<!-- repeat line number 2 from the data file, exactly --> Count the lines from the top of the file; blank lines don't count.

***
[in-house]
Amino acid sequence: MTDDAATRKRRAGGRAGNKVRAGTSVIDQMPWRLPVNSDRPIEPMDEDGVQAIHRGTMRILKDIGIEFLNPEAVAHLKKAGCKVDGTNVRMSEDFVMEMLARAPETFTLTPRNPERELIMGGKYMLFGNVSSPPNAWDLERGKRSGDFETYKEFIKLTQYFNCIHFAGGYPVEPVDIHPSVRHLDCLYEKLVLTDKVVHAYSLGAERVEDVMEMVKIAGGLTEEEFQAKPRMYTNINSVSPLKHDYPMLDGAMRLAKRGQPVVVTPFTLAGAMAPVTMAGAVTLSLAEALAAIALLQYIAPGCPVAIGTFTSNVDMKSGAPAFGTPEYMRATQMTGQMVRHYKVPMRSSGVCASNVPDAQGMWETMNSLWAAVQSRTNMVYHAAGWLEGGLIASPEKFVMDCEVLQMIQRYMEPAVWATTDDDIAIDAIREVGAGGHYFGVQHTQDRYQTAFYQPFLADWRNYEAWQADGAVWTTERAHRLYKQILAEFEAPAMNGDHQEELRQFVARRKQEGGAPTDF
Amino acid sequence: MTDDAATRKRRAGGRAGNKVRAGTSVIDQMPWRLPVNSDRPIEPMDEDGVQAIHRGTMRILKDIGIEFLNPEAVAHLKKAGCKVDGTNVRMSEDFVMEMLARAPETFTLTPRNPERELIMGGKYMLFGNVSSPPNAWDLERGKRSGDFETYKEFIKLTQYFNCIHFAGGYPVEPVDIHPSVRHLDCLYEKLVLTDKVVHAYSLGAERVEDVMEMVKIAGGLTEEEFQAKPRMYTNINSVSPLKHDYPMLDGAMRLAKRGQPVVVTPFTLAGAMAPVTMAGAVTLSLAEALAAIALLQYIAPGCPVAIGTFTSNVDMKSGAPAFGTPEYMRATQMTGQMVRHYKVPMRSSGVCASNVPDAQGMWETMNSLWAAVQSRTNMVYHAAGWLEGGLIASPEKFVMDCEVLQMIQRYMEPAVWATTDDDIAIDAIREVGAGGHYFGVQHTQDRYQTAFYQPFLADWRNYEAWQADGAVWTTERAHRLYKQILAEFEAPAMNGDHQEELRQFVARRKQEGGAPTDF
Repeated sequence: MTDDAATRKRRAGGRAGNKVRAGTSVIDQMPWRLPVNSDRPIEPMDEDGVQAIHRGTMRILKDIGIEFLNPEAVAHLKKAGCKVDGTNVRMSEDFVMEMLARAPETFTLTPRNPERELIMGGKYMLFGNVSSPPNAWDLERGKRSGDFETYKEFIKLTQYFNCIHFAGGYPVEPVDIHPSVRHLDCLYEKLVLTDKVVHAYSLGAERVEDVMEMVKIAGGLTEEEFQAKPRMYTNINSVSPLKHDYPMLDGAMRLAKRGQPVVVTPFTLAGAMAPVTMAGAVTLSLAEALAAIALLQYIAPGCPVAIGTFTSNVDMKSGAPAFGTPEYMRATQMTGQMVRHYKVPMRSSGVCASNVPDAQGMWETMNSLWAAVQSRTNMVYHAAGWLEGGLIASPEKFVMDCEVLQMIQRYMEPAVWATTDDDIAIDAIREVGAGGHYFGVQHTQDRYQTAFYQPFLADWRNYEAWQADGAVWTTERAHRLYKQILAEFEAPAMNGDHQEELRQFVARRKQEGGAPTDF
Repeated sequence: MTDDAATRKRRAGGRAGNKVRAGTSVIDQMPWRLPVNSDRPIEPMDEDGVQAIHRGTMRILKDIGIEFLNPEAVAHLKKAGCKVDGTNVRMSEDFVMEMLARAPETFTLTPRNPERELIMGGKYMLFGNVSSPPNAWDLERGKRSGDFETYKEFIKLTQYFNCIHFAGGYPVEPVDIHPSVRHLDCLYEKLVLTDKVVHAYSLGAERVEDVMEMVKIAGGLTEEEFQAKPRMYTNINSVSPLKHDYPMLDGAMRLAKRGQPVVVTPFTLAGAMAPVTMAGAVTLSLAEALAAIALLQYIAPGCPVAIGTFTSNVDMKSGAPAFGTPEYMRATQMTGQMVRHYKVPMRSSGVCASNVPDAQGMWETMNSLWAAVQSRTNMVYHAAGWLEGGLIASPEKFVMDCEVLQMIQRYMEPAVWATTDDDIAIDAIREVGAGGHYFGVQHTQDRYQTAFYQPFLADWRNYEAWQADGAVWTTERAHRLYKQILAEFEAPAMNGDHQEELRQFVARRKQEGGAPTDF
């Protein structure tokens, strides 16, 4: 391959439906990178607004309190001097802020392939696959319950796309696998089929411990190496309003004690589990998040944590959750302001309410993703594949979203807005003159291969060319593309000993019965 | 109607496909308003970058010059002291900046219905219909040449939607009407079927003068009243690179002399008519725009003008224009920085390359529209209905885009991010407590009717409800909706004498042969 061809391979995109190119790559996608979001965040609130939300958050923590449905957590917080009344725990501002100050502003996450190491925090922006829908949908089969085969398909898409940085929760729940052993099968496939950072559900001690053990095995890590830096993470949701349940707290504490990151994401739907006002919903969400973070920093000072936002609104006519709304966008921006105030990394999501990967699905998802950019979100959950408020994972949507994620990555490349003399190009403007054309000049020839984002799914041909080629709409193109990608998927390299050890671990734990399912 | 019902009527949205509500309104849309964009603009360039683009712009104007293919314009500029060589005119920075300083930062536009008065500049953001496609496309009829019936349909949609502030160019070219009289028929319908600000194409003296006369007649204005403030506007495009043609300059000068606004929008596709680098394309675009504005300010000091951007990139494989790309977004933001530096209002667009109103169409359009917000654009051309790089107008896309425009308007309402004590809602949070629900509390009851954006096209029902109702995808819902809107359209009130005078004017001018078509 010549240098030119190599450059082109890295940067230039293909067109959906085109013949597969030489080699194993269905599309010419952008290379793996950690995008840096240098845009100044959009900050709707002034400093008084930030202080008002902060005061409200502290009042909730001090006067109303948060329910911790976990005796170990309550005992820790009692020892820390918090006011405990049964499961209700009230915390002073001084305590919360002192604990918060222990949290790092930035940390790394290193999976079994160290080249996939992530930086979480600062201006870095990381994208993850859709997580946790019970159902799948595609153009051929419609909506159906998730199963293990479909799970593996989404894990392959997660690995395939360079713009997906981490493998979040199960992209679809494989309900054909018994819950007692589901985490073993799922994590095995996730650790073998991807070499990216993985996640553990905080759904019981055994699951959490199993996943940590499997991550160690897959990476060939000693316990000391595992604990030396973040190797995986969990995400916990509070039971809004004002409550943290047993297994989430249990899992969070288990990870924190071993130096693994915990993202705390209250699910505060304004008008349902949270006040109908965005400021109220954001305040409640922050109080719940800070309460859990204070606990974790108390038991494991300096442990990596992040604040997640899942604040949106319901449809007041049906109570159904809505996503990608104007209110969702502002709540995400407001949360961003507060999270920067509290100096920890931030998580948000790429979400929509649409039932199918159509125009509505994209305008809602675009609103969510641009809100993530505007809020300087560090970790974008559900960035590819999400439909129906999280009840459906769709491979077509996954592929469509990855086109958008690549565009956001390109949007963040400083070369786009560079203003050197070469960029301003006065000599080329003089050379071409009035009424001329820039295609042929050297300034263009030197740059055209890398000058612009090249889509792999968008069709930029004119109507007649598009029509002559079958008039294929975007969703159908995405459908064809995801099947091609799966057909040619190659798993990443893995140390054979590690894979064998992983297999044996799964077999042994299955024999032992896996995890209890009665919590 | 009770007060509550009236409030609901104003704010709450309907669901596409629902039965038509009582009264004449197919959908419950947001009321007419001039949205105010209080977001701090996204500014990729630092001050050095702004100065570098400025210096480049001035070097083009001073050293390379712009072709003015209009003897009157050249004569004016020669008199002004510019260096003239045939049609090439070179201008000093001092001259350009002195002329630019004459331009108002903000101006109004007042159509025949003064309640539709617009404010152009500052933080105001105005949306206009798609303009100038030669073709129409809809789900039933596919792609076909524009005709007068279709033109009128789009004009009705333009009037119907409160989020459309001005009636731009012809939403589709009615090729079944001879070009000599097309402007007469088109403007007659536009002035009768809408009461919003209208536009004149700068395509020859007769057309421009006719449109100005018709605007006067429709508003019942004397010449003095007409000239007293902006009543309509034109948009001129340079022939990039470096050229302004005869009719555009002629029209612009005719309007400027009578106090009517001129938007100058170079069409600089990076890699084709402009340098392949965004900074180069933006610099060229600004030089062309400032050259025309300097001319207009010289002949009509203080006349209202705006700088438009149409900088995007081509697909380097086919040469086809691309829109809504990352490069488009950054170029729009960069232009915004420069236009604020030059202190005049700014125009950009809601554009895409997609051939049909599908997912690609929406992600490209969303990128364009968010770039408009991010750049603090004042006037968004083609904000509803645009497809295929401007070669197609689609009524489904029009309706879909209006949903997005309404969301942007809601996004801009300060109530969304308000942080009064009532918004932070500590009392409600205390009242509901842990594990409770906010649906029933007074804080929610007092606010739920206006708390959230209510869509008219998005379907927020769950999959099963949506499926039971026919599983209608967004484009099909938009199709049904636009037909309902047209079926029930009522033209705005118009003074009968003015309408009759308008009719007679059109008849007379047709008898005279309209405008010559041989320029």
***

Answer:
Amino acid sequence: MTDDAATRKRRAGGRAGNKVRAGTSVIDQMPWRLPVNSDRPIEPMDEDGVQAIHRGTMRILKDIGIEFLNPEAVAHLKKAGCKVDGTNVRMSEDFVMEMLARAPETFTLTPRNPERELIMGGKYMLFGNVSSPPNAWDLERGKRSGDFETYKEFIKLTQYFNCIHFAGGYPVEPVDIHPSVRHLDCLYEKLVLTDKVVHAYSLGAERVEDVMEMVKIAGGLTEEEFQAKPRMYTNINSVSPLKHDYPMLDGAMRLAKRGQPVVVTPFTLAGAMAPVTMAGAVTLSLAEALAAIALLQYIAPGCPVAIGTFTSNVDMKSGAPAFGTPEYMRATQMTGQMVRHYKVPMRSSGVCASNVPDAQGMWETMNSLWAAVQSRTNMVYHAAGWLEGGLIASPEKFVMDCEVLQMIQRYMEPAVWATTDDDIAIDAIREVGAGGHYFGVQHTQDRYQTAFYQPFLADWRNYEAWQADGAVWTTERAHRLYKQILAEFEAPAMNGDHQEELRQFVARRKQEGGAPTDF